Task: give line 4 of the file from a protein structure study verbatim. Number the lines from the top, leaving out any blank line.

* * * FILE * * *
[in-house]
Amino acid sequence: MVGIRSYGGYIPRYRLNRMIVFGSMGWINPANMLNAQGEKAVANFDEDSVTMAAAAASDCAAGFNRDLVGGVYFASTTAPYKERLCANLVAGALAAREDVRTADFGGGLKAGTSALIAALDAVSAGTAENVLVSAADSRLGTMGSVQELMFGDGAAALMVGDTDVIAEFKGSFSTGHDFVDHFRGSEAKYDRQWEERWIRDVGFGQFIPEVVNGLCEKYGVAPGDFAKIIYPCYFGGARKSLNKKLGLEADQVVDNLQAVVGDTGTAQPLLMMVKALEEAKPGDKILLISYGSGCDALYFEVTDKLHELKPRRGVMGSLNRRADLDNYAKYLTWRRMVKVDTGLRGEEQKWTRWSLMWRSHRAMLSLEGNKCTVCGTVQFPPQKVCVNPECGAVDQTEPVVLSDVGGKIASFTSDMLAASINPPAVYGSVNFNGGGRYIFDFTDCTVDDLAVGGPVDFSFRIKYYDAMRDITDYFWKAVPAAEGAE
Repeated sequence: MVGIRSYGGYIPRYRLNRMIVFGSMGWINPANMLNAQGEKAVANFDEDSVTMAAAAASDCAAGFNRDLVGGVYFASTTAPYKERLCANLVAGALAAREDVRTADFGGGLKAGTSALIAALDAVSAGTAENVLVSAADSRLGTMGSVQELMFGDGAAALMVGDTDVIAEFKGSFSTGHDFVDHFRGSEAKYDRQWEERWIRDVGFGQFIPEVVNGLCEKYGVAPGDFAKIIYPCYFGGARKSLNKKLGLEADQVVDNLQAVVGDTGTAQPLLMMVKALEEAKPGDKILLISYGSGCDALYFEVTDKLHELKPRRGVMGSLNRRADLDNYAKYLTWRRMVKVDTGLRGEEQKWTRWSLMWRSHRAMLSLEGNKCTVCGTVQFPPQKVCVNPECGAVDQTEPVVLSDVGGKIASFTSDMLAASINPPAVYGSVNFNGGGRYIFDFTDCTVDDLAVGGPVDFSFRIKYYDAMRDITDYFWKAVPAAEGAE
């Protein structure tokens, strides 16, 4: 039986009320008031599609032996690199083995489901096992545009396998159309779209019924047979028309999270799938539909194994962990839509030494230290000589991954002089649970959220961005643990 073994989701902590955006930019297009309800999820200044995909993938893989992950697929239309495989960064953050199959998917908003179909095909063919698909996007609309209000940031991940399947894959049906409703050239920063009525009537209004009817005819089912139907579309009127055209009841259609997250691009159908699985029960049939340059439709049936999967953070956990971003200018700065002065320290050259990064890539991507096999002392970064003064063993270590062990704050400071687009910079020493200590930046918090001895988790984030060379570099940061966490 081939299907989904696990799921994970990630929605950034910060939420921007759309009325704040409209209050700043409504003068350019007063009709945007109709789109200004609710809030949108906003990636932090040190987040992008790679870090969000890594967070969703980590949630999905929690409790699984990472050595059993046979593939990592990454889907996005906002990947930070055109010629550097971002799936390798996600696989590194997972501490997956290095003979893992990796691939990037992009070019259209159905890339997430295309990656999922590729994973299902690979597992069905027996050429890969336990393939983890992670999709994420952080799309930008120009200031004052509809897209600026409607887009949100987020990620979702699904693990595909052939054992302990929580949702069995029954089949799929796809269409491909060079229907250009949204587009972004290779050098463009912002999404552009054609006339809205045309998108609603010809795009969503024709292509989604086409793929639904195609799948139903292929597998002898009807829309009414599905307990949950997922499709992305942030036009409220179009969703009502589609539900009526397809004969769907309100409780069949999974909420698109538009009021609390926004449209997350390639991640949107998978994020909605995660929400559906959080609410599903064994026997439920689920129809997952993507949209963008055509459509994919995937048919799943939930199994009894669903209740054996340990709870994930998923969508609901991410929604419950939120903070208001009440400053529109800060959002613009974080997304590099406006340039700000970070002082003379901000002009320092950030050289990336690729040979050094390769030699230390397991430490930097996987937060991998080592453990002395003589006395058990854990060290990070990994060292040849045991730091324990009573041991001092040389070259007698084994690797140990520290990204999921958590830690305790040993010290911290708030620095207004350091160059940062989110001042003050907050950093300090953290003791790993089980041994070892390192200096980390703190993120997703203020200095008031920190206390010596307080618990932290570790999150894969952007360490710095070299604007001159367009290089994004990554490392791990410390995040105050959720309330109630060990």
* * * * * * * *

């Protein structure tokens, strides 16, 4: 039986009320008031599609032996690199083995489901096992545009396998159309779209019924047979028309999270799938539909194994962990839509030494230290000589991954002089649970959220961005643990 073994989701902590955006930019297009309800999820200044995909993938893989992950697929239309495989960064953050199959998917908003179909095909063919698909996007609309209000940031991940399947894959049906409703050239920063009525009537209004009817005819089912139907579309009127055209009841259609997250691009159908699985029960049939340059439709049936999967953070956990971003200018700065002065320290050259990064890539991507096999002392970064003064063993270590062990704050400071687009910079020493200590930046918090001895988790984030060379570099940061966490 081939299907989904696990799921994970990630929605950034910060939420921007759309009325704040409209209050700043409504003068350019007063009709945007109709789109200004609710809030949108906003990636932090040190987040992008790679870090969000890594967070969703980590949630999905929690409790699984990472050595059993046979593939990592990454889907996005906002990947930070055109010629550097971002799936390798996600696989590194997972501490997956290095003979893992990796691939990037992009070019259209159905890339997430295309990656999922590729994973299902690979597992069905027996050429890969336990393939983890992670999709994420952080799309930008120009200031004052509809897209600026409607887009949100987020990620979702699904693990595909052939054992302990929580949702069995029954089949799929796809269409491909060079229907250009949204587009972004290779050098463009912002999404552009054609006339809205045309998108609603010809795009969503024709292509989604086409793929639904195609799948139903292929597998002898009807829309009414599905307990949950997922499709992305942030036009409220179009969703009502589609539900009526397809004969769907309100409780069949999974909420698109538009009021609390926004449209997350390639991640949107998978994020909605995660929400559906959080609410599903064994026997439920689920129809997952993507949209963008055509459509994919995937048919799943939930199994009894669903209740054996340990709870994930998923969508609901991410929604419950939120903070208001009440400053529109800060959002613009974080997304590099406006340039700000970070002082003379901000002009320092950030050289990336690729040979050094390769030699230390397991430490930097996987937060991998080592453990002395003589006395058990854990060290990070990994060292040849045991730091324990009573041991001092040389070259007698084994690797140990520290990204999921958590830690305790040993010290911290708030620095207004350091160059940062989110001042003050907050950093300090953290003791790993089980041994070892390192200096980390703190993120997703203020200095008031920190206390010596307080618990932290570790999150894969952007360490710095070299604007001159367009290089994004990554490392791990410390995040105050959720309330109630060990």